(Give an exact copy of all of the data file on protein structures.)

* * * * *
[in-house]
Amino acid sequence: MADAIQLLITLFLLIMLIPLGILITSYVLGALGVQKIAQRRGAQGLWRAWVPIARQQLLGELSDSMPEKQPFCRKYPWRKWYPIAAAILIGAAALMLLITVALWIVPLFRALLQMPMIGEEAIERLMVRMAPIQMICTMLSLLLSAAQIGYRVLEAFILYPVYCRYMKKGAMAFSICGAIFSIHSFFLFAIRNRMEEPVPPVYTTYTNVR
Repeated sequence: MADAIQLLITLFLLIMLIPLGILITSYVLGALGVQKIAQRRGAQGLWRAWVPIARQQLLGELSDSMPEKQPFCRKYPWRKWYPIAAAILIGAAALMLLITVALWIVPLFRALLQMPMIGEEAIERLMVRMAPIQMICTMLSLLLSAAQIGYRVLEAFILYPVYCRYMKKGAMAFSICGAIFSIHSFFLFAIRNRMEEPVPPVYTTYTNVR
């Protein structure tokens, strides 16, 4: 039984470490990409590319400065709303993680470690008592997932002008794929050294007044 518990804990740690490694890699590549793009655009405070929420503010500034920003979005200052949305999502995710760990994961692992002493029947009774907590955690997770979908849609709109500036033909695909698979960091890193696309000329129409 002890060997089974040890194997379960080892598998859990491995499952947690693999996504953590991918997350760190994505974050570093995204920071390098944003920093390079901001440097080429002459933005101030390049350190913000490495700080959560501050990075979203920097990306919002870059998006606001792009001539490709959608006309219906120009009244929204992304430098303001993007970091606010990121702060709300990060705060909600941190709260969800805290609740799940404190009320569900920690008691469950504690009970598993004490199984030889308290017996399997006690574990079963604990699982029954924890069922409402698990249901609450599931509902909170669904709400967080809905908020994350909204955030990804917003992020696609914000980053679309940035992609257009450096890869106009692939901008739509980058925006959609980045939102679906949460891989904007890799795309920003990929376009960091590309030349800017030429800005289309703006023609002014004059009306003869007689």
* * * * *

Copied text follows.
[in-house]
Amino acid sequence: MADAIQLLITLFLLIMLIPLGILITSYVLGALGVQKIAQRRGAQGLWRAWVPIARQQLLGELSDSMPEKQPFCRKYPWRKWYPIAAAILIGAAALMLLITVALWIVPLFRALLQMPMIGEEAIERLMVRMAPIQMICTMLSLLLSAAQIGYRVLEAFILYPVYCRYMKKGAMAFSICGAIFSIHSFFLFAIRNRMEEPVPPVYTTYTNVR
Repeated sequence: MADAIQLLITLFLLIMLIPLGILITSYVLGALGVQKIAQRRGAQGLWRAWVPIARQQLLGELSDSMPEKQPFCRKYPWRKWYPIAAAILIGAAALMLLITVALWIVPLFRALLQMPMIGEEAIERLMVRMAPIQMICTMLSLLLSAAQIGYRVLEAFILYPVYCRYMKKGAMAFSICGAIFSIHSFFLFAIRNRMEEPVPPVYTTYTNVR
């Protein structure tokens, strides 16, 4: 039984470490990409590319400065709303993680470690008592997932002008794929050294007044 518990804990740690490694890699590549793009655009405070929420503010500034920003979005200052949305999502995710760990994961692992002493029947009774907590955690997770979908849609709109500036033909695909698979960091890193696309000329129409 002890060997089974040890194997379960080892598998859990491995499952947690693999996504953590991918997350760190994505974050570093995204920071390098944003920093390079901001440097080429002459933005101030390049350190913000490495700080959560501050990075979203920097990306919002870059998006606001792009001539490709959608006309219906120009009244929204992304430098303001993007970091606010990121702060709300990060705060909600941190709260969800805290609740799940404190009320569900920690008691469950504690009970598993004490199984030889308290017996399997006690574990079963604990699982029954924890069922409402698990249901609450599931509902909170669904709400967080809905908020994350909204955030990804917003992020696609914000980053679309940035992609257009450096890869106009692939901008739509980058925006959609980045939102679906949460891989904007890799795309920003990929376009960091590309030349800017030429800005289309703006023609002014004059009306003869007689």